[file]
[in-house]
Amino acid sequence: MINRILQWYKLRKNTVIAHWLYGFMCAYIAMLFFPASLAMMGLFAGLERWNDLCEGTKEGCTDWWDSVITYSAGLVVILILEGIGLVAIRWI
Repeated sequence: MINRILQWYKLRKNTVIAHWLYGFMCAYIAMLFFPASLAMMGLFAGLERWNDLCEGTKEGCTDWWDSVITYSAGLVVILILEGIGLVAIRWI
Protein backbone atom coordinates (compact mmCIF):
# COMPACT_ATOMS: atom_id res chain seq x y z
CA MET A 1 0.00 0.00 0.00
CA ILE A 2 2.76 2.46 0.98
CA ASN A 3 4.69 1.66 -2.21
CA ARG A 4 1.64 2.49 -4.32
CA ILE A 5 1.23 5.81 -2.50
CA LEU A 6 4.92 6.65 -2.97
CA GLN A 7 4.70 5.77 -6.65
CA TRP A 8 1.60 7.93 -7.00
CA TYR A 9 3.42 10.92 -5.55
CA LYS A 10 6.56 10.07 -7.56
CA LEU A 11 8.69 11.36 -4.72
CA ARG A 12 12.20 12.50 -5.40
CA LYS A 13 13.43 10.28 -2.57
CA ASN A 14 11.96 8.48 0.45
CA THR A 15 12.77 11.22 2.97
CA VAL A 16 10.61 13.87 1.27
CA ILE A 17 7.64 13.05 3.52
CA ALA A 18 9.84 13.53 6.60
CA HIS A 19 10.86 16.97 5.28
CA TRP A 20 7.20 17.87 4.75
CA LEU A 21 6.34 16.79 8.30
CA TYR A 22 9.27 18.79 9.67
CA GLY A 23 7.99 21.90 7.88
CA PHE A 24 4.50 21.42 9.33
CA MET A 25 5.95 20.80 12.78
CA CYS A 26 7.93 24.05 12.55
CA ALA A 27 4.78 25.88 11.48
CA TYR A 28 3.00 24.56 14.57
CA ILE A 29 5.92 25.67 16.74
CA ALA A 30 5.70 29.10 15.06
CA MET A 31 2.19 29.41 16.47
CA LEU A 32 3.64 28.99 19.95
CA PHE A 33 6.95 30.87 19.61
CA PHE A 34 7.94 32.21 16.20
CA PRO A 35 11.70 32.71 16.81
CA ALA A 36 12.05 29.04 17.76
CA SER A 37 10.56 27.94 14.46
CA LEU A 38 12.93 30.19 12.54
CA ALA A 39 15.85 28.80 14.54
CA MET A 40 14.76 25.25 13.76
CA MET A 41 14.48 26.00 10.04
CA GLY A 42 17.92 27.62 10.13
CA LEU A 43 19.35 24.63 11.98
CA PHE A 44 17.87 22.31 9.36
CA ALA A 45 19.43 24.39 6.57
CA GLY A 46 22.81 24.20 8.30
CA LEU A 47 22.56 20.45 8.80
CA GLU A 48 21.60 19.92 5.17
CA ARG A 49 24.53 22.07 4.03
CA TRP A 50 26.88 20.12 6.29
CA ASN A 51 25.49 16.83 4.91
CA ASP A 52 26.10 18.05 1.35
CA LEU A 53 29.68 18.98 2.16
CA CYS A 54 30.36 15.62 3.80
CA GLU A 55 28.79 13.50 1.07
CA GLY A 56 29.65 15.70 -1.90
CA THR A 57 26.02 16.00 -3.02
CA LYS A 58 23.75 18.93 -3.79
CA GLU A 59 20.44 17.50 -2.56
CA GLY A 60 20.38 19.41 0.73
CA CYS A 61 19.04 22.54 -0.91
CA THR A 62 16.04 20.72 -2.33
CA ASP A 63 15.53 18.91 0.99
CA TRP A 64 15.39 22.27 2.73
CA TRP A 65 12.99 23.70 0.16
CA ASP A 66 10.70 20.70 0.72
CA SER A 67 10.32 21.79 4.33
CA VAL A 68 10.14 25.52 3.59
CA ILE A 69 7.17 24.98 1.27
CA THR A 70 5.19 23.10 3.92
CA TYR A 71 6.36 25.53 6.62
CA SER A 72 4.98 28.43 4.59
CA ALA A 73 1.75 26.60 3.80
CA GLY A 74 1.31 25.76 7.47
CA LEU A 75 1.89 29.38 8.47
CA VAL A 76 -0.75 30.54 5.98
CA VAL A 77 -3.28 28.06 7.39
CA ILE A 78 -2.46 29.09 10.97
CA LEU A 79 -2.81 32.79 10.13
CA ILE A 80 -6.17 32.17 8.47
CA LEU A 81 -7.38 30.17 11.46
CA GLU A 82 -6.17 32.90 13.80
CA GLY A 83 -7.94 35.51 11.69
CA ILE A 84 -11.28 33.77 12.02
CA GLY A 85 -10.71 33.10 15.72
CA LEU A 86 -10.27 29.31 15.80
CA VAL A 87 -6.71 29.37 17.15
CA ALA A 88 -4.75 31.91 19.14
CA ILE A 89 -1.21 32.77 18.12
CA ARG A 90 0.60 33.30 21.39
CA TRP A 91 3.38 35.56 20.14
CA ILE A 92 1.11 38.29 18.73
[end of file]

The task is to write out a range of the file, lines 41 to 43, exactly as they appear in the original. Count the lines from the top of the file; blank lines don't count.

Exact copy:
CA ALA A 36 12.05 29.04 17.76
CA SER A 37 10.56 27.94 14.46
CA LEU A 38 12.93 30.19 12.54